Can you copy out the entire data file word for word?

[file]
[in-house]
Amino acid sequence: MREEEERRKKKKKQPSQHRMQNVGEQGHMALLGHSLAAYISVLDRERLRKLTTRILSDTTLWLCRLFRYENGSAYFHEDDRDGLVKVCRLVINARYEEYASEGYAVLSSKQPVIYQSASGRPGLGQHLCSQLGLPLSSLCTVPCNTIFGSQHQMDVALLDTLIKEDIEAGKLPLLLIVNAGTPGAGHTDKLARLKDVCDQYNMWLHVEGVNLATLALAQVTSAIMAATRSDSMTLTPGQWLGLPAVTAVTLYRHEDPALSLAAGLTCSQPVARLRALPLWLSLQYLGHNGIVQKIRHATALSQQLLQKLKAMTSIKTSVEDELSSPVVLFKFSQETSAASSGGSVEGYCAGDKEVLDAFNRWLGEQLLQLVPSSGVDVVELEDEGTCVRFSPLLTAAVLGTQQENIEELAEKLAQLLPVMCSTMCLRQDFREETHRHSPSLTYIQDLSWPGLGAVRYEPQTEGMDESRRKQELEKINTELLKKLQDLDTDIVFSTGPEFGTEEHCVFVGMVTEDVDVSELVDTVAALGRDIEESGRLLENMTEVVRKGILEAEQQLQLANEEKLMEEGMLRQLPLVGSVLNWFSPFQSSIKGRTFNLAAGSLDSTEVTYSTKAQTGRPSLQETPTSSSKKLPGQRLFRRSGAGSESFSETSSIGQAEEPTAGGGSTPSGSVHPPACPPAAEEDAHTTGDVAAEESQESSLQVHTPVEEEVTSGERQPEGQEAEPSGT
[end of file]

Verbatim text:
[in-house]
Amino acid sequence: MREEEERRKKKKKQPSQHRMQNVGEQGHMALLGHSLAAYISVLDRERLRKLTTRILSDTTLWLCRLFRYENGSAYFHEDDRDGLVKVCRLVINARYEEYASEGYAVLSSKQPVIYQSASGRPGLGQHLCSQLGLPLSSLCTVPCNTIFGSQHQMDVALLDTLIKEDIEAGKLPLLLIVNAGTPGAGHTDKLARLKDVCDQYNMWLHVEGVNLATLALAQVTSAIMAATRSDSMTLTPGQWLGLPAVTAVTLYRHEDPALSLAAGLTCSQPVARLRALPLWLSLQYLGHNGIVQKIRHATALSQQLLQKLKAMTSIKTSVEDELSSPVVLFKFSQETSAASSGGSVEGYCAGDKEVLDAFNRWLGEQLLQLVPSSGVDVVELEDEGTCVRFSPLLTAAVLGTQQENIEELAEKLAQLLPVMCSTMCLRQDFREETHRHSPSLTYIQDLSWPGLGAVRYEPQTEGMDESRRKQELEKINTELLKKLQDLDTDIVFSTGPEFGTEEHCVFVGMVTEDVDVSELVDTVAALGRDIEESGRLLENMTEVVRKGILEAEQQLQLANEEKLMEEGMLRQLPLVGSVLNWFSPFQSSIKGRTFNLAAGSLDSTEVTYSTKAQTGRPSLQETPTSSSKKLPGQRLFRRSGAGSESFSETSSIGQAEEPTAGGGSTPSGSVHPPACPPAAEEDAHTTGDVAAEESQESSLQVHTPVEEEVTSGERQPEGQEAEPSGT